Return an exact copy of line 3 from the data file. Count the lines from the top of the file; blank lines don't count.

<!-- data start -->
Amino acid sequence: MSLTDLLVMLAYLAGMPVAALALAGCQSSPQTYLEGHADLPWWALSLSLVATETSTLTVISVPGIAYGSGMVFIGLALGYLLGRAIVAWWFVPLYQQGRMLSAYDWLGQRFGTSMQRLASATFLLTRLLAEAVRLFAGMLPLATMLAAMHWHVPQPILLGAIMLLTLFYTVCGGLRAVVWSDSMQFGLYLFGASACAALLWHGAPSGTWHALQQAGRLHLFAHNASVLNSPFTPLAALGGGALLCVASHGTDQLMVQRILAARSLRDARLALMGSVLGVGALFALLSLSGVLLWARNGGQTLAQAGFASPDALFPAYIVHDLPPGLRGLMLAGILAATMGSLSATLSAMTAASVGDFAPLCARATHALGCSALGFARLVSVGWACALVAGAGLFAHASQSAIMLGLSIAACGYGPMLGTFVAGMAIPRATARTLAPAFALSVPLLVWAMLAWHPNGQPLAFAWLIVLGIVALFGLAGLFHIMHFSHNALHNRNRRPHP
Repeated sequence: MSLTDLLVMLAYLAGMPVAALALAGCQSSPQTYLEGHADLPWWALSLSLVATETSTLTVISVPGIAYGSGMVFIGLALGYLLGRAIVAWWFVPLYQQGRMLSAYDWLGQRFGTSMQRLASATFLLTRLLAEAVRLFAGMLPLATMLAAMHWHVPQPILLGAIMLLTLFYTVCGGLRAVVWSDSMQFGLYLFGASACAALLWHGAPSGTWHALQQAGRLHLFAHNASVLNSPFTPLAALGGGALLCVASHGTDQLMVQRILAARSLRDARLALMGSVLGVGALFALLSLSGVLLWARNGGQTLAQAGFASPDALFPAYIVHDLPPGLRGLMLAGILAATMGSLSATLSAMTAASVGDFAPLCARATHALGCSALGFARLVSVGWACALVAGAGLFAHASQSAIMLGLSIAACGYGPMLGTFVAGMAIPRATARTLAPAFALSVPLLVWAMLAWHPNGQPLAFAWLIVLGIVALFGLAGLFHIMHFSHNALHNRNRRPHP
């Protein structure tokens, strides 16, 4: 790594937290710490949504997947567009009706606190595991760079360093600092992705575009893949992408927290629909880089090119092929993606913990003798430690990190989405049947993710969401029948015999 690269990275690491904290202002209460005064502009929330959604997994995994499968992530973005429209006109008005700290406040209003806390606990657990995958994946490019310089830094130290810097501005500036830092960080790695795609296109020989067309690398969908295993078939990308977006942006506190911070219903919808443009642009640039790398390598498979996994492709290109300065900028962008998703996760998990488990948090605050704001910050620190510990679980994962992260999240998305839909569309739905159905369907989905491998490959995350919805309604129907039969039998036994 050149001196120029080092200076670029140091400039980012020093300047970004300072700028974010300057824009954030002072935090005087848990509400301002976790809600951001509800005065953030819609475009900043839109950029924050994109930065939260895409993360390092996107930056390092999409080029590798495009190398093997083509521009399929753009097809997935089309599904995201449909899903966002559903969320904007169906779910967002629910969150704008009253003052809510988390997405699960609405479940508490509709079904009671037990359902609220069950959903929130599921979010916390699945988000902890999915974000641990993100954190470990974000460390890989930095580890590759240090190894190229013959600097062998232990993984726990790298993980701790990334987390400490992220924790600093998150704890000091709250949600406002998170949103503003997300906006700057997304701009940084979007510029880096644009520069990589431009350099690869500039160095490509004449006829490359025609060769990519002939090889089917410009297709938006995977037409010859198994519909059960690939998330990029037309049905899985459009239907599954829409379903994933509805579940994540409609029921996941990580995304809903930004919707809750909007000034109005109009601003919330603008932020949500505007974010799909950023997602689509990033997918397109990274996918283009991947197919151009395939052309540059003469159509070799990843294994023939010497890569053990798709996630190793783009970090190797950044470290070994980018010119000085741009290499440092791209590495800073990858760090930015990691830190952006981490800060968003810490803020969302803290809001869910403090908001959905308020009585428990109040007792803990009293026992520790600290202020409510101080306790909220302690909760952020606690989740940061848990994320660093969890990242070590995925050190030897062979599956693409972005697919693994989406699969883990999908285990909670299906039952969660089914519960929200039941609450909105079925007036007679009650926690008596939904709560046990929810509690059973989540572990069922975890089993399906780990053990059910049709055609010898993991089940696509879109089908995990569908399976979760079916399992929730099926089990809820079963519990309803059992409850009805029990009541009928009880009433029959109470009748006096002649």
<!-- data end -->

């Protein structure tokens, strides 16, 4: 790594937290710490949504997947567009009706606190595991760079360093600092992705575009893949992408927290629909880089090119092929993606913990003798430690990190989405049947993710969401029948015999 690269990275690491904290202002209460005064502009929330959604997994995994499968992530973005429209006109008005700290406040209003806390606990657990995958994946490019310089830094130290810097501005500036830092960080790695795609296109020989067309690398969908295993078939990308977006942006506190911070219903919808443009642009640039790398390598498979996994492709290109300065900028962008998703996760998990488990948090605050704001910050620190510990679980994962992260999240998305839909569309739905159905369907989905491998490959995350919805309604129907039969039998036994 050149001196120029080092200076670029140091400039980012020093300047970004300072700028974010300057824009954030002072935090005087848990509400301002976790809600951001509800005065953030819609475009900043839109950029924050994109930065939260895409993360390092996107930056390092999409080029590798495009190398093997083509521009399929753009097809997935089309599904995201449909899903966002559903969320904007169906779910967002629910969150704008009253003052809510988390997405699960609405479940508490509709079904009671037990359902609220069950959903929130599921979010916390699945988000902890999915974000641990993100954190470990974000460390890989930095580890590759240090190894190229013959600097062998232990993984726990790298993980701790990334987390400490992220924790600093998150704890000091709250949600406002998170949103503003997300906006700057997304701009940084979007510029880096644009520069990589431009350099690869500039160095490509004449006829490359025609060769990519002939090889089917410009297709938006995977037409010859198994519909059960690939998330990029037309049905899985459009239907599954829409379903994933509805579940994540409609029921996941990580995304809903930004919707809750909007000034109005109009601003919330603008932020949500505007974010799909950023997602689509990033997918397109990274996918283009991947197919151009395939052309540059003469159509070799990843294994023939010497890569053990798709996630190793783009970090190797950044470290070994980018010119000085741009290499440092791209590495800073990858760090930015990691830190952006981490800060968003810490803020969302803290809001869910403090908001959905308020009585428990109040007792803990009293026992520790600290202020409510101080306790909220302690909760952020606690989740940061848990994320660093969890990242070590995925050190030897062979599956693409972005697919693994989406699969883990999908285990909670299906039952969660089914519960929200039941609450909105079925007036007679009650926690008596939904709560046990929810509690059973989540572990069922975890089993399906780990053990059910049709055609010898993991089940696509879109089908995990569908399976979760079916399992929730099926089990809820079963519990309803059992409850009805029990009541009928009880009433029959109470009748006096002649």